Happiness: Precept 12-2

Reference: The Happiness Rundown

12-2. Take care of your own area

When people mess up their own possessions and area, it can slop over into your own. 

When people seem to be incapable of caring for their own things and places, it is a symptom of their feeling that they don’t really belong there and don’t really own their own things. When young, the things they were “given” had too many cautions and strings attached or were taken away from them by brothers, sisters or parents. And they possibly did not feel welcome. 

The possessions, the rooms and work spaces, the vehicles of such people advertise that they are not really the property of anyone. Worse, a sort of rage against possessions can sometimes be seen. Vandalismis a manifestation of it: the house or car “nobody owns” is soon ruined. 

Those who build and try to maintain low-income housing are often dismayed by the rapidity with which ruin can set in. The poor, by definition, own little or nothing. Harassed in various ways, they also come to feel they do not belong. 

But whether rich or poor, and for whatever reason, people who do not take care of their possessions and places can cause disorder to those about them. I am sure you can think of such instances. 

Ask such people what they really do own in life and if they really belong where they are and you will receive some surprising answers. And help them a great deal too. 

The skill of organizing possessions and places can be taught. It can come as a new idea to someone that an item, when picked up and used, should be put back in the same place so it can be found again: some spend half their time just looking for things. A little time spent getting organized can pay off in speeded work: it is not the waste of time some believe.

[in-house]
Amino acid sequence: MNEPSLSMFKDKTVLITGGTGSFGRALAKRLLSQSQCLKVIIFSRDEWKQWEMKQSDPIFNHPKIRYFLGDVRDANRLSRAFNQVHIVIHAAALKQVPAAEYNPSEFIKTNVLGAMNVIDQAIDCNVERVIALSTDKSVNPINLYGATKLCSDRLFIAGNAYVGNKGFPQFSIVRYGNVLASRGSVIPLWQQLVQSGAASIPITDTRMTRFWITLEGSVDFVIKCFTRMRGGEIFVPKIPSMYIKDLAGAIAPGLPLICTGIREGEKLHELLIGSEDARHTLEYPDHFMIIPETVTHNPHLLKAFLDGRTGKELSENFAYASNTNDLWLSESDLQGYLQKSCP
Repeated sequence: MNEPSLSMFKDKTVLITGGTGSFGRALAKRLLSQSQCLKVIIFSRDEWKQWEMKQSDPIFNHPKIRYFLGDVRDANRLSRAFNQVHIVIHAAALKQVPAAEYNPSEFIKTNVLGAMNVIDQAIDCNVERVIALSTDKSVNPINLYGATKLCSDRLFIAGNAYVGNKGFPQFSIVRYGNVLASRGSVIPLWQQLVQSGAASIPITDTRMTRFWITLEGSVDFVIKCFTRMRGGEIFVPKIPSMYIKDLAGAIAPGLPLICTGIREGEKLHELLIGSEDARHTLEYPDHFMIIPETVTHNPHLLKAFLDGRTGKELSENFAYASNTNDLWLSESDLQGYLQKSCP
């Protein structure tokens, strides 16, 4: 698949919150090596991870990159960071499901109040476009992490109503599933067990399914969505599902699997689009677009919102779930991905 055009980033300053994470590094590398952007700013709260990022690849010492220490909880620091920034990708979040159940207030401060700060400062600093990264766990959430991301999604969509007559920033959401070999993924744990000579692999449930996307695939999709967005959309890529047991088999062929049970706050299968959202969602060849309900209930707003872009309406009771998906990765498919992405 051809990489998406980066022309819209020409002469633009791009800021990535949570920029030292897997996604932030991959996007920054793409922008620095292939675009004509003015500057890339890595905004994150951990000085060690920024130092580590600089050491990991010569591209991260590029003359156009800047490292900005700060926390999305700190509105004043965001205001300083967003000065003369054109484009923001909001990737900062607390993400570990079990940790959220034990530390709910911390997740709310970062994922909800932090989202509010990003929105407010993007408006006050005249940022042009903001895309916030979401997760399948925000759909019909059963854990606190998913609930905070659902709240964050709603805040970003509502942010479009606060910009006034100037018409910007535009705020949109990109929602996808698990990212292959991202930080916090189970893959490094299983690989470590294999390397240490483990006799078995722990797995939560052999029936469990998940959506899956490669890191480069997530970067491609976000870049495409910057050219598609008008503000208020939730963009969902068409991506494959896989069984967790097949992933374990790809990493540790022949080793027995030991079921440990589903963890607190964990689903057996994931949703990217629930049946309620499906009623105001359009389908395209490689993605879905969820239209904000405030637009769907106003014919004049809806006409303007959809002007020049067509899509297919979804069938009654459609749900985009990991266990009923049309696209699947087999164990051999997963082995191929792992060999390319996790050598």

To protect your own possessions and places, get others to take care of theirs. 



0. Make sure you have completed the exercise section at Happiness: Precept 12-1. Study the precept above.

1. Check the responses to the following questions for false data (see false data steps at Happiness: Prologue).

(a) “Have you been told or taught not to take care of your own area?”
(b) “Do you have any rules or ideas contrary to taking care of your own area?”
(c) “Have you been led to believe that you shouldn’t take care of your own area?”
(d) “Do you know of anything that conflicts with taking care of your own area?”
(e) “Do you have any false data about taking care of your own area?”


2. Go over each of the following questions repetitively, until there are no more answers: 

(a) “How have others transgressed against the precept: ‘Take care of your own area’?”
(b) “How have you transgressed against the precept: ‘Take care of your own area’?”

Do a quick review to see if you did not miss any answers on this step. You should be feeling good about this step.


3. See if the following question definitely brings up some name you know of:

“Is there any specific person in your past who really transgressed against the precept: ‘Take care of your own area’?”

If no name comes up then go to step 4. if a name has come up, then continue with step 3 as follows:

“Can you recall an exact moment when you observed ___(name)___ transgressing this precept?”

If there is a realization, go to step 4. Otherwise, continue contemplating as follows, until there is some realization.

“Is there any time when you wanted to be like ___(name)___ ?” 
“Is there any time when you decided that not taking care of your own area was a good thing?”
“Did you ever do anything bad to ___(name)___ ? 
(Get all possible answers)
“Are there any differences between ___(name)___ and yourself?”
“Are there any similarities between ___(name)___  and yourself?”


4. Handle any anomalies that come up on the following question by looking at the anomaly more closely. 

”Do you have any reservations about taking care of your own area?”

If the anomaly does not resolve then review the precept as well as all the exercise steps above to see if anything was missed. Then do step 4 again. When there is no anomaly go to step 5.


5. Contemplate on the following question.

“Do you have any reservations about getting someone else to take care of their own area?” 

If any reservation comes up, then consider the following: 

“How would that be a problem?” 

Get answers to this question until there are no reservations.


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